As people wiped their eyes and blew their noses, The Steamers (minus banjo player Greg Fitzpatrick) got down to business. They played a more mellow acoustic set than usual, but it was stellar none the less. One of the things that always astonishes me about The Steamers, is that all of the members sing and don’t just back up. It seems like every member has a song where he or she sings lead vocals and that adds such a great dynamic to a live performance. Then on top of that add in the fact that they have songs in both official languages and have many opportunities for crowd participation and you truly are in for a treat. One of the best examples of that is their song “Wolfgang Presley” which is a French track where the crowd is often called upon to howl like a wold at the top of their lungs.

The band played two great sets filled with originals new and old and some really fun covers. The first set was highlighted by “Head North,” “This is a Song” and “Wood Smoke Whisper” which is the first song the band ever wrote. “Wood Smoke Whisper” was originally written by bass player Sara Fitzpatrick about camping, but as she said “once the boys got a hold of it, it is now about murdering people.” Hey almost every good folk/bluegrass band has a song about killing someone and burying them in the woods.

After a little break, a few drinks and chatting with family and friends, it was time for set number two. By now Quin’s children had gone home and he could finally let loose. “Ah, the kids are gone, I can swear now,” he said with a chuckle. This set featured great originals such as “Blue Skies,” “Mike,” and “Destination” plus drummer Phil Castiglione being the first drummer I have ever seen in my life play while wearing a cardigan. They threw in a female-led slowed down mellow version of The White Stripes’ “Hotel Yorba” which was really well done. Lastly they capped off the night with “Strings and Skins,” where they worked in a bunch of snippets of other songs including “Pints of Guinness Make You Strong” and “Sink, Florida, Sink,” some “Bohemian Rhapsody” by Queen, “Don’t Stop Believing” by Journey, “Linoleum” by NOFX, “Roxanne” by the Police and rounded it all out with “Wagon Wheel.” - Ottawa Showbox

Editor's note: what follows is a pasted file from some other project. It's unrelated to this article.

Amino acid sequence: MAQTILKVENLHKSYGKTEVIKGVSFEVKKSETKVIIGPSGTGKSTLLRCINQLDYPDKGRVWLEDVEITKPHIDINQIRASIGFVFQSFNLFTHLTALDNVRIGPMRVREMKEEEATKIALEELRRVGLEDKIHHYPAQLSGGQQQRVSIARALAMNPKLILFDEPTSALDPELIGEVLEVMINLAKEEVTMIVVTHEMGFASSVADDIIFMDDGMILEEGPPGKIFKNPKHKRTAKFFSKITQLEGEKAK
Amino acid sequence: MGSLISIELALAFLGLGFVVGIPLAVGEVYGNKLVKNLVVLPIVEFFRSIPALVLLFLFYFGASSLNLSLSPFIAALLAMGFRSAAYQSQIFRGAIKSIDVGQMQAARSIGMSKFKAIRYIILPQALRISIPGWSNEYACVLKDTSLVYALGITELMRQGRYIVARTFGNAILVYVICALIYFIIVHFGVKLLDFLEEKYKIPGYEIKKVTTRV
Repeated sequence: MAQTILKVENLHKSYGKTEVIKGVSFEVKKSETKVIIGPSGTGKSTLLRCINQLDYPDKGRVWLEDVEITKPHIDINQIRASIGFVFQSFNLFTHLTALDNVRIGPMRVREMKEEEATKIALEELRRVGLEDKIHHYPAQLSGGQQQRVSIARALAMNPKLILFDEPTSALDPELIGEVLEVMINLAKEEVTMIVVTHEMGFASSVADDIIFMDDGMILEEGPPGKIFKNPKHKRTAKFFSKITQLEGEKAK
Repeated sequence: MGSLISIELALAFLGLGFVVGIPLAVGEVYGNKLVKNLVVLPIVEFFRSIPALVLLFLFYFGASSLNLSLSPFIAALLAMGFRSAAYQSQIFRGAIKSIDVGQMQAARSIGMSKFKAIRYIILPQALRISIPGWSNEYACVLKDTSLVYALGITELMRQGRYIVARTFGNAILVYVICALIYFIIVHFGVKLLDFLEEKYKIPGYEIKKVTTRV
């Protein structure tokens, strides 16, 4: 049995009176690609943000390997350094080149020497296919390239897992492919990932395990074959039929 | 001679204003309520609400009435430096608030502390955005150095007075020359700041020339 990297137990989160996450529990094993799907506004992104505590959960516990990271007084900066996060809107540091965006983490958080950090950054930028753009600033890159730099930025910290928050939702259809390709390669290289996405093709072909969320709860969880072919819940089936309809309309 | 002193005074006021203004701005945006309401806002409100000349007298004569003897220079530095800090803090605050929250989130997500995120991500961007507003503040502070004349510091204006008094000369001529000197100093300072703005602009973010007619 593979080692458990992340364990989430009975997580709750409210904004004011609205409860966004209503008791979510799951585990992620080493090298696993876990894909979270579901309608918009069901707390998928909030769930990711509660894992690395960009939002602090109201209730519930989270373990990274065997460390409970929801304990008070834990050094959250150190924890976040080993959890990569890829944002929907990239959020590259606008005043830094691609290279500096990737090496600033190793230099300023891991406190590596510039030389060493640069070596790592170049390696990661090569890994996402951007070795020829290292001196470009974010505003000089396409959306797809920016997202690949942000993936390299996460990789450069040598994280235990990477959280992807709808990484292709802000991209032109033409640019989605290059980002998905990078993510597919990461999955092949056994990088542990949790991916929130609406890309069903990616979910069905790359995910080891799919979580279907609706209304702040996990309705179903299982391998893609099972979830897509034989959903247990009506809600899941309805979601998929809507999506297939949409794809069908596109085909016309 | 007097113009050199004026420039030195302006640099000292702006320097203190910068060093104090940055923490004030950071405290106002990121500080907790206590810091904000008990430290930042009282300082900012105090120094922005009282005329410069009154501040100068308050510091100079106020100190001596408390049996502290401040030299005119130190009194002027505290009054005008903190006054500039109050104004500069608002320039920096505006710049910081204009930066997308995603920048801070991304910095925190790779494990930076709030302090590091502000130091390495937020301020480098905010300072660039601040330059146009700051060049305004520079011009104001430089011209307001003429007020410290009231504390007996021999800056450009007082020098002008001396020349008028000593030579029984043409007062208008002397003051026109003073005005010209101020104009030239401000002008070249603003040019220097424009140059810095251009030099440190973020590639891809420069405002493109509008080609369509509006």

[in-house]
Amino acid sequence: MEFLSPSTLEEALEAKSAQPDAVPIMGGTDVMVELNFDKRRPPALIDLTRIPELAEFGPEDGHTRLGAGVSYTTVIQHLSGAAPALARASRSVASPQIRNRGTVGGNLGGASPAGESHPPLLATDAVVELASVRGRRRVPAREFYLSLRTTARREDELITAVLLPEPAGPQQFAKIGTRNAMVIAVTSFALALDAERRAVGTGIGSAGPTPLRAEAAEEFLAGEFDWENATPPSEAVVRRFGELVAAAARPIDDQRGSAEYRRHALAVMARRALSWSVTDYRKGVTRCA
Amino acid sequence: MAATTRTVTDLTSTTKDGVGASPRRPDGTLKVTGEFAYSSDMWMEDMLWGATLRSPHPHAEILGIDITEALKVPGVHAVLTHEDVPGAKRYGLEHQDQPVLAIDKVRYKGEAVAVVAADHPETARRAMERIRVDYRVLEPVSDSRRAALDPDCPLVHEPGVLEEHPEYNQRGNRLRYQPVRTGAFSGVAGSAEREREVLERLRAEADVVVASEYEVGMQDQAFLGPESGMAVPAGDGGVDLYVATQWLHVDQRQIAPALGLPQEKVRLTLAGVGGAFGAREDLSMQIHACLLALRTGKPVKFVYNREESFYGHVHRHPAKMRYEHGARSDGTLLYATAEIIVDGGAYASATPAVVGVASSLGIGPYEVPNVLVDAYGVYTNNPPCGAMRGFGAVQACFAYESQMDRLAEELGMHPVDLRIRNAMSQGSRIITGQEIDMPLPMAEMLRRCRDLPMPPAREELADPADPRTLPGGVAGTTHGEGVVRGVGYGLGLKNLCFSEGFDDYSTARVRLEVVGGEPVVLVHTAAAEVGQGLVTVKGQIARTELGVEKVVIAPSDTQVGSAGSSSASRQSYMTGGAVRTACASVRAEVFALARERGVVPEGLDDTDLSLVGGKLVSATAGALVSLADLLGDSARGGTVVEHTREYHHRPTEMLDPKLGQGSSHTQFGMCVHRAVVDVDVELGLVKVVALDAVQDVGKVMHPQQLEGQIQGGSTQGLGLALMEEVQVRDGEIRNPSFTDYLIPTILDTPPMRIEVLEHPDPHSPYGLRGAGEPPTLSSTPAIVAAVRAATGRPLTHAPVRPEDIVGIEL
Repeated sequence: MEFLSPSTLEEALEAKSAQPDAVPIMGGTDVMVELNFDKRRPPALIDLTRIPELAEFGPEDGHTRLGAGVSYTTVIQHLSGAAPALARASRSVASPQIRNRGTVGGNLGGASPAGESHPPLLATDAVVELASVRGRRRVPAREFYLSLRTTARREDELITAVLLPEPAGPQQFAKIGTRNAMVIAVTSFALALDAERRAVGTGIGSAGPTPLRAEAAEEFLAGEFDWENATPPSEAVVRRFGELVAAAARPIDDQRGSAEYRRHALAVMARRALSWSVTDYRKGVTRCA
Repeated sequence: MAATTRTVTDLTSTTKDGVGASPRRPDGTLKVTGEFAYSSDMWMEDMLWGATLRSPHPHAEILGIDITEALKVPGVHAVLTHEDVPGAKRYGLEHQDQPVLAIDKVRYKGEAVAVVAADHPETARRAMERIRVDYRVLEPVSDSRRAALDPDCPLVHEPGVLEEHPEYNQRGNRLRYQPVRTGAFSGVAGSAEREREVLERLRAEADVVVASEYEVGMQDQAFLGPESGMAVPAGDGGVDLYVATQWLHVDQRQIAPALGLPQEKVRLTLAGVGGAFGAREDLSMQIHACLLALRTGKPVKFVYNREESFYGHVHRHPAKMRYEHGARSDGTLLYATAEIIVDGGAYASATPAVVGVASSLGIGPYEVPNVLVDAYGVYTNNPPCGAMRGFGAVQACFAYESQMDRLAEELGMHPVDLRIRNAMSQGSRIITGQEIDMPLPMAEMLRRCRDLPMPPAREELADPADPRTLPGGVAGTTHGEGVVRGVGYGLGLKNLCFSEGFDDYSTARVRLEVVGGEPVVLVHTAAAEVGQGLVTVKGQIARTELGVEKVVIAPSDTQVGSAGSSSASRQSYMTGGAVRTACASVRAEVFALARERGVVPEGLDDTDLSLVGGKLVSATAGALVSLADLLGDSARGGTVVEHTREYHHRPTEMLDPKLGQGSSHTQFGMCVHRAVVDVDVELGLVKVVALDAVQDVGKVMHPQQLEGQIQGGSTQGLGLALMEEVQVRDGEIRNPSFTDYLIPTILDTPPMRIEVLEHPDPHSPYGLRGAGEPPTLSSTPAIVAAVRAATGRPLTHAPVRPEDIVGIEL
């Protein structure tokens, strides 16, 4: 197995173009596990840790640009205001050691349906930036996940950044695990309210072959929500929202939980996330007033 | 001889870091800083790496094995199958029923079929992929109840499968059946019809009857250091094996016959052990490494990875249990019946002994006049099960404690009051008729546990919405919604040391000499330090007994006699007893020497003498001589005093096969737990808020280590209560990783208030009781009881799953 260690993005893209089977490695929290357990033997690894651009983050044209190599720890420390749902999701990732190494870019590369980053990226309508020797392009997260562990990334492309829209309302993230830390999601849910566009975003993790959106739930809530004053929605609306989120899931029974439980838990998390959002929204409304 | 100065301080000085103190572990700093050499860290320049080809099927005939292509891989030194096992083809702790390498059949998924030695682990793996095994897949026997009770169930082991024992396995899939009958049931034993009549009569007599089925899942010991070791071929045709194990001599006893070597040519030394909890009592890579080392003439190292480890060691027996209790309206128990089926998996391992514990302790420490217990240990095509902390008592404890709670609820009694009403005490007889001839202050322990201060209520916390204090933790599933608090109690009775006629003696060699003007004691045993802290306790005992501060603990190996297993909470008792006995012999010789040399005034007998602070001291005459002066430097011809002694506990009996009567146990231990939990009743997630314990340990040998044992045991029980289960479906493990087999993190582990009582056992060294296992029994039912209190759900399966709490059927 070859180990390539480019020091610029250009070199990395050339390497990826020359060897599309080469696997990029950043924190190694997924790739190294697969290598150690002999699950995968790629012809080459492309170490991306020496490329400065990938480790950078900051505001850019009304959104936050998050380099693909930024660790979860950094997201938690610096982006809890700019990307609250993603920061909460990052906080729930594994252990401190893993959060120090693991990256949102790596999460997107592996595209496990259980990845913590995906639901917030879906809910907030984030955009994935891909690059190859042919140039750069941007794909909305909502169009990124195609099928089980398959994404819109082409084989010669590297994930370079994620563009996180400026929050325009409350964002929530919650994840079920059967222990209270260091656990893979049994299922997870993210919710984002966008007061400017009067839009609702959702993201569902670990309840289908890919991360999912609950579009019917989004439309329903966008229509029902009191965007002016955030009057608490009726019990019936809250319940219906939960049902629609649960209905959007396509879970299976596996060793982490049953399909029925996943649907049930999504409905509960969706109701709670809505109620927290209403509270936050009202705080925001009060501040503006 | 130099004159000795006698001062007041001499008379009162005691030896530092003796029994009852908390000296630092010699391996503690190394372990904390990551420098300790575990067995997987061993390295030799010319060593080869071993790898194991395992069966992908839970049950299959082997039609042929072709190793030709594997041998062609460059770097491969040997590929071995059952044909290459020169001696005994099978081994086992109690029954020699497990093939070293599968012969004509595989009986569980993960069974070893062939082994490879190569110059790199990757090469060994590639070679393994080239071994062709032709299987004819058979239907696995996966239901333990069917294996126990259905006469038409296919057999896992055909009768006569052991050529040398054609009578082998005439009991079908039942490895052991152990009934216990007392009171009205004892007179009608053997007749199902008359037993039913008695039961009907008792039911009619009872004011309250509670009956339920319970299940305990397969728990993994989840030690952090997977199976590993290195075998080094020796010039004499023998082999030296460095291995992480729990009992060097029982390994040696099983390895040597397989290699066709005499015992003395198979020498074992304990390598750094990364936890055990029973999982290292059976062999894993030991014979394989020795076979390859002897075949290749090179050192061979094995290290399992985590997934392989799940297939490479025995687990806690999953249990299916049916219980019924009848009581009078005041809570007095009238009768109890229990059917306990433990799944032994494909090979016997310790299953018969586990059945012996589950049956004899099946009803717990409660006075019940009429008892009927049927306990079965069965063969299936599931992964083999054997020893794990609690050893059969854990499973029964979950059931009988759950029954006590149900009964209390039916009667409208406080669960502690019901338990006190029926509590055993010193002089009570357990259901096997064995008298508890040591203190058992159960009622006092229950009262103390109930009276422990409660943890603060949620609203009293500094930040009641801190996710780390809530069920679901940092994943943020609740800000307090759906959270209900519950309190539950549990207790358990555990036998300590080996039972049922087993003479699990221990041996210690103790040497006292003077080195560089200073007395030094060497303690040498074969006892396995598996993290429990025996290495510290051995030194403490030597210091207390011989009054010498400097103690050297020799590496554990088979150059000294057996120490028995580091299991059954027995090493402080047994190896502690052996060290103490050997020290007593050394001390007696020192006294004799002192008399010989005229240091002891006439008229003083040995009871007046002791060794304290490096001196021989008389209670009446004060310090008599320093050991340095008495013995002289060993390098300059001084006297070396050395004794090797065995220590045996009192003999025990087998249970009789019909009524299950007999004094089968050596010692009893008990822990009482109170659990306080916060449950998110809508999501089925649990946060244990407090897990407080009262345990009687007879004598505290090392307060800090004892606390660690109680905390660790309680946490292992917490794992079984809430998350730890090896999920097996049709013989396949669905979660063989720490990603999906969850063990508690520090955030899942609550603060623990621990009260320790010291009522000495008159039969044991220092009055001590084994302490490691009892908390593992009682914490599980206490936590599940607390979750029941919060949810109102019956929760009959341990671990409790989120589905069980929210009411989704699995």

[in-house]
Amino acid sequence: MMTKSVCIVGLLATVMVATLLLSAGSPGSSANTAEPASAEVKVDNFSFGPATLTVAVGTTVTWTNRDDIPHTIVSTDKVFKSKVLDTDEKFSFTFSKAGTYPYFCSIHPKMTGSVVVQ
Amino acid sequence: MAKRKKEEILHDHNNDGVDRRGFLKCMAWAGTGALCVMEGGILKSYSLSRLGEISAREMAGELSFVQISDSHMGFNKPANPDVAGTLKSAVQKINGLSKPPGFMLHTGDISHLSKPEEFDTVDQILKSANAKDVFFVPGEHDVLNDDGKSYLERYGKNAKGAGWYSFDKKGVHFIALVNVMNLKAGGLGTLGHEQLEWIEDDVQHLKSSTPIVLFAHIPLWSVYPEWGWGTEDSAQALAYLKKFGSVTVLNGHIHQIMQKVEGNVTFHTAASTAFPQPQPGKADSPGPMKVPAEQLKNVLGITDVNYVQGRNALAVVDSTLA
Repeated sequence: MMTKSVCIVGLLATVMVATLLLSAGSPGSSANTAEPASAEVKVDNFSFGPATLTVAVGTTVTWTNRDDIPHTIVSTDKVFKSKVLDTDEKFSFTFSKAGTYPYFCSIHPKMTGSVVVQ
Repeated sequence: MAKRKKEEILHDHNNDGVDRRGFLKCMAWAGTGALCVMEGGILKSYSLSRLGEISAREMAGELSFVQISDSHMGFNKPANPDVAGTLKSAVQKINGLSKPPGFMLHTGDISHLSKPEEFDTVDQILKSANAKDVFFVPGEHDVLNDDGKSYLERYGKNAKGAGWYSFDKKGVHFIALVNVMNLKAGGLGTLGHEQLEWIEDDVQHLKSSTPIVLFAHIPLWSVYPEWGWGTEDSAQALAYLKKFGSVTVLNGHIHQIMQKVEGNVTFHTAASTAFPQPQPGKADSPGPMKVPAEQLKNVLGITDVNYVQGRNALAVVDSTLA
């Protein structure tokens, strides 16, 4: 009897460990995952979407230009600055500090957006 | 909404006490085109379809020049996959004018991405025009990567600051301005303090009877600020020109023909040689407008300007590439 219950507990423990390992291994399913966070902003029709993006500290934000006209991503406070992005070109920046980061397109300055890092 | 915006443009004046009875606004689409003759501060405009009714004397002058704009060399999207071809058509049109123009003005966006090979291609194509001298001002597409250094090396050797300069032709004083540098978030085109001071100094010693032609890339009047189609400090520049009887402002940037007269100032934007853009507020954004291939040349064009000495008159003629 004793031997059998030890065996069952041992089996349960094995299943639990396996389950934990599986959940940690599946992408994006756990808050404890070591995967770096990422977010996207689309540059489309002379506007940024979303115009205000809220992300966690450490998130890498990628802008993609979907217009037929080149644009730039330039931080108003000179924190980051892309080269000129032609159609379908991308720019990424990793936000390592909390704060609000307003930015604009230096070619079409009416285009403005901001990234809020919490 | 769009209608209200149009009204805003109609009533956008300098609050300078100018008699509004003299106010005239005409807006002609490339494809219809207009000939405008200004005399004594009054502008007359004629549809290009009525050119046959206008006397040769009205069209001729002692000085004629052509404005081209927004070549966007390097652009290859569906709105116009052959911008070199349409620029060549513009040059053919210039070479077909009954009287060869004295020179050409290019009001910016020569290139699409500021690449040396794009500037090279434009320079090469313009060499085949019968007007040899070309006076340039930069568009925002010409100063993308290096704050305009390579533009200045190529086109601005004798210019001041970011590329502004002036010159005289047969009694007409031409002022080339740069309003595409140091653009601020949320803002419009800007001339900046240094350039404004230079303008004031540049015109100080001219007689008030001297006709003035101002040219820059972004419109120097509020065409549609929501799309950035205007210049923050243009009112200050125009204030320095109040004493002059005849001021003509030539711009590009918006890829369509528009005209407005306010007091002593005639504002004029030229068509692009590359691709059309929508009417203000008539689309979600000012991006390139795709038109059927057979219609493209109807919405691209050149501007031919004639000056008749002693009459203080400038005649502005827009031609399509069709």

Years, LP, to be released May 29th, 2015.

Steammates, EP, released September 2014. Best of Local Releases lists - House of TARG magazine and

Home, EP, released St. Paddy's Day 2013.



Hailing from both sides of the Ottawa river, Steamers are a six-piece band that live to play folk music that is loud, fun and earnest. We call it “power folk:” one minute a fast blast, the next minute slow and low, in both English and French. Steamers shows start with six voices and finish with many more as the crowd joins in on their infectious singalongs. 

Having played music together for years, Steamers are family. Made up of siblings Sarah and Greg Fitzpatrick, Sarah’s husband Garett, their childhood friend Julien, and old pals Quin and Phil; it’s no surprise that everyone in the band sings, laughs and shares songs together.

In 2014, Steamers released a live EP collaboration with three Ottawa area songwriters (featured on two Best Local Albums of 2014 lists!), shared the stage with favourites Larry and His Flask and Lisa Leblanc, and began work on their first full-length record to be released in Spring 2015. Keep your ear to the ground!

Band Members